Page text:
His songs — such as "Oh! Susanna", "Camptown Races", "Old Folks at Home" ("Swanee River"), "Hard Times Come Again No More", "My Old Kentucky Home", "Old Black Joe", "Jeanie with the Light Brown Hair", and "Beautiful Dreamer" — remain popular over 150 years after their composition.
Foster attended private academies in Allegheny, Athens, and Towanda, Pennsylvania. He received an education in English grammar, diction, the classics, penmanship, Latin and Greek, and mathematics. In 1839, his elder brother William was serving his apprenticeship as an engineer at nearby Towanda and thought Stephen would benefit from being under his supervision. The site of the Camptown Races is 30 miles from Athens, and 15 miles from Towanda. Stephen attended Athens Academy from 1839 to 1841. Stephen's first composition, Tioga Waltz, was written while he attended Athens Academy and was performed at the 1839 commencement exercises. He was 14. It was not published during the composer's lifetime, but it is included in the collection of published works by Morrison Foster. In 1842, Athens Academy was destroyed by fire.
His education included a brief period at Jefferson College in Canonsburg, Pennsylvania (now Washington & Jefferson College). His tuition was paid, but Foster had little spending money. Sources conflict on whether he left willingly or was dismissed; but, either way, he left Canonsburg to visit Pittsburgh with another student and didn't return.
During his teenage years, Foster was influenced greatly by two men. Henry Kleber (1816–97), one of Stephen’s few formal music instructors, was a classically trained musician who emigrated from Darmstadt, Germany, to Pittsburgh and opened a music store. Dan Rice was an entertainer, a clown and blackface singer, making his living in traveling circuses. Although respectful of the more civilized parlor songs of the day, he and his friends would often sit at a piano, writing and singing minstrel songs through the night. Eventually, Foster would learn to blend the two genres to write some of his best work.
In 1846, Foster moved to Cincinnati, Ohio, and became a bookkeeper with his brother's steamship company. While in Cincinnati, Foster penned his first successful songs, among them "Oh! Susanna" which would prove to be the anthem of the California Gold Rush in 1848–1849. In 1849, he published Foster's Ethiopian Melodies, which included the successful song "Nelly Was a Lady", made famous by the Christy Minstrels. A plaque marks the site of Foster's residence in Cincinnati, where the Guilford School building is now located.
Then he returned to Pennsylvania and signed a contract with the Christy Minstrels. It was during this period that Foster would write most of his best-known songs: "Camptown Races" (1850), "Nelly Bly" (1850), "Old Folks at Home" (known also as "Swanee River", 1851), "My Old Kentucky Home" (1853), "Old Dog Tray" (1853), and "Jeanie With the Light Brown Hair" (1854), written for his wife Jane Denny McDowell.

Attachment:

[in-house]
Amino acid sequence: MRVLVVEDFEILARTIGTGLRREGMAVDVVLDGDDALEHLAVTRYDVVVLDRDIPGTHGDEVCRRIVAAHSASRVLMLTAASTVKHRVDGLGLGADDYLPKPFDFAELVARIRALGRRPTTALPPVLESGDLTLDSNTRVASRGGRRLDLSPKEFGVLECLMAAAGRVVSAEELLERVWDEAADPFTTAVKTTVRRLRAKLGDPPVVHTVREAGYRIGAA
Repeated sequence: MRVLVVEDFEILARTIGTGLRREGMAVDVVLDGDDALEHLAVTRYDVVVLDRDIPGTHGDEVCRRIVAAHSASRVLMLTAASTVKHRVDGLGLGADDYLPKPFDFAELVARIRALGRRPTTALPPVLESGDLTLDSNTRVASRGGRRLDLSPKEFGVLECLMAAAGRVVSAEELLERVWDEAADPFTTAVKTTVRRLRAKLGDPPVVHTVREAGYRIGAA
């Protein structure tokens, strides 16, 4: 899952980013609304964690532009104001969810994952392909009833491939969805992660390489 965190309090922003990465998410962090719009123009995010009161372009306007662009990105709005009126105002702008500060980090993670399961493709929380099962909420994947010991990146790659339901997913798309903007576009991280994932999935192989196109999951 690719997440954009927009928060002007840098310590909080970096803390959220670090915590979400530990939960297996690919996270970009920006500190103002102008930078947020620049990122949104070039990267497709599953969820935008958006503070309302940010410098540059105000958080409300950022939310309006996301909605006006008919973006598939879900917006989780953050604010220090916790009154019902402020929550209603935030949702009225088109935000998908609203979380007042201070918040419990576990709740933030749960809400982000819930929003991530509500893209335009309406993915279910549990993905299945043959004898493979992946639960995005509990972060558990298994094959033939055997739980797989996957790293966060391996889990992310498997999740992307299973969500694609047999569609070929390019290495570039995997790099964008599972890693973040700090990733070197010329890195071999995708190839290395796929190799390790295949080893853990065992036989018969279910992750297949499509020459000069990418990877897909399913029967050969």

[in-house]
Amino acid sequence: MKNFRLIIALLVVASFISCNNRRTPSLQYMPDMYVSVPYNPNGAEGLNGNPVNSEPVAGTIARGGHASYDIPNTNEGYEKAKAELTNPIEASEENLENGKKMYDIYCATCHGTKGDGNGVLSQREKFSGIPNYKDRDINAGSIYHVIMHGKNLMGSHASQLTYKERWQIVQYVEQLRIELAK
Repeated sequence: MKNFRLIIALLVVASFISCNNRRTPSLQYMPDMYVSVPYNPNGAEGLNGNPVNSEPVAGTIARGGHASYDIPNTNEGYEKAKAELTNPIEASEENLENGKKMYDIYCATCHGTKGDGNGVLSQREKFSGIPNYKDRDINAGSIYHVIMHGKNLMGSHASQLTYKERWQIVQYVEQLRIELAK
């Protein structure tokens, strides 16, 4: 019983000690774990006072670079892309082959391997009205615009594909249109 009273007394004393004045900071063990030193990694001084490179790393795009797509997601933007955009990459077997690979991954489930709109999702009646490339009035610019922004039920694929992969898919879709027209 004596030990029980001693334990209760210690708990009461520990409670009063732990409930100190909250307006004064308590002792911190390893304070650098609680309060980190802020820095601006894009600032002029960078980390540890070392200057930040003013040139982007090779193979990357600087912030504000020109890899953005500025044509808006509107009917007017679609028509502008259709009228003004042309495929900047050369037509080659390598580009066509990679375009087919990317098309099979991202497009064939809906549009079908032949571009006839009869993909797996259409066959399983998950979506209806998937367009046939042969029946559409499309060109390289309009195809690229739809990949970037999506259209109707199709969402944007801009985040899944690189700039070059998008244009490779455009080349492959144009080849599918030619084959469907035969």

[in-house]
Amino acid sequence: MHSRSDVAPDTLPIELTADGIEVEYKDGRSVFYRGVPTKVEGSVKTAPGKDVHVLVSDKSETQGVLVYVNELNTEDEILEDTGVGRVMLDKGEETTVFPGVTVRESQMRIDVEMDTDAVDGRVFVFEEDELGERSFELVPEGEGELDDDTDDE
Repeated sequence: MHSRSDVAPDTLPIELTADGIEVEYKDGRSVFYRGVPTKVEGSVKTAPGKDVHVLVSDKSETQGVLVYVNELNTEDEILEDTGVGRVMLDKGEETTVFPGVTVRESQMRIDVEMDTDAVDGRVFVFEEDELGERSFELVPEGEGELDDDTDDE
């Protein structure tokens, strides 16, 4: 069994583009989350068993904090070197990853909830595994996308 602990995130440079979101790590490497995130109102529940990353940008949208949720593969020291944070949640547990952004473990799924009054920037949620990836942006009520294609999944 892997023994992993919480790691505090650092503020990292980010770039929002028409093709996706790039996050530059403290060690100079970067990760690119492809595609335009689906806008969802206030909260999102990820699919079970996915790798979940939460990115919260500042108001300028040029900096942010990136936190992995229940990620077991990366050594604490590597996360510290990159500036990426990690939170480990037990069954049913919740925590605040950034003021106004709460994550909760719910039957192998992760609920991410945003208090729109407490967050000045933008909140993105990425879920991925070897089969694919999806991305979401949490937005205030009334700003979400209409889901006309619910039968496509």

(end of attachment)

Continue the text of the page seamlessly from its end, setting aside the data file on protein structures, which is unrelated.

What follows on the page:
Many of Foster's songs were of the blackface minstrel show tradition popular at the time. Foster sought, in his own words, to "build up taste ... among refined people by making words suitable to their taste, instead of the trashy and really offensive words which belong to some songs of that order."
Although many of his songs had Southern themes, Foster never lived in the South and visited it only once, by river-boat voyage (on his brother Dunning's steam boat, the Millinger) down the Mississippi to New Orleans, during his honeymoon in 1852.
Foster attempted to make a living as a professional songwriter and may be considered innovative in this respect, since this field did not yet exist in the modern sense. Due in part to the limited scope of music copyright and composer royalties at the time, Foster realized very little of the profits which his works generated for sheet music printers. Multiple publishers often printed their own competing editions of Foster's tunes, not paying Foster anything. For "Oh, Susanna", he received $100.
Foster moved to New York City in 1860. About a year later, his wife and daughter left him and returned to Pittsburgh. Beginning in 1862, his fortunes decreased, and as they did, so did the quality of his new songs. Early in 1863, he began working with George Cooper, whose lyrics were often humorous and designed to appeal to musical theater audiences. The Civil War created a flurry of newly written music with patriotic war themes, but this did not benefit Foster.
He had become impoverished while living at the North American Hotel at 30 Bowery on the Lower East Side of Manhattan, New York. His brother Henry described the accident that led to his death: Confined to bed for days by a persistent fever, Foster tried to call a chambermaid, but collapsed, falling against the washbasin next to his bed and shattering it, which gouged his head. It took three hours to get him to Bellevue Hospital, and in an era before transfusions and antibiotics, he succumbed three days after his admittance at the age of thirty-seven.
In his worn leather wallet, there was found a scrap of paper that simply said "Dear friends and gentle hearts" along with 35 cents in Civil War scrip and three pennies.
Foster was buried in the Allegheny Cemetery in Pittsburgh. One of his most beloved works, "Beautiful Dreamer", was published shortly after his death.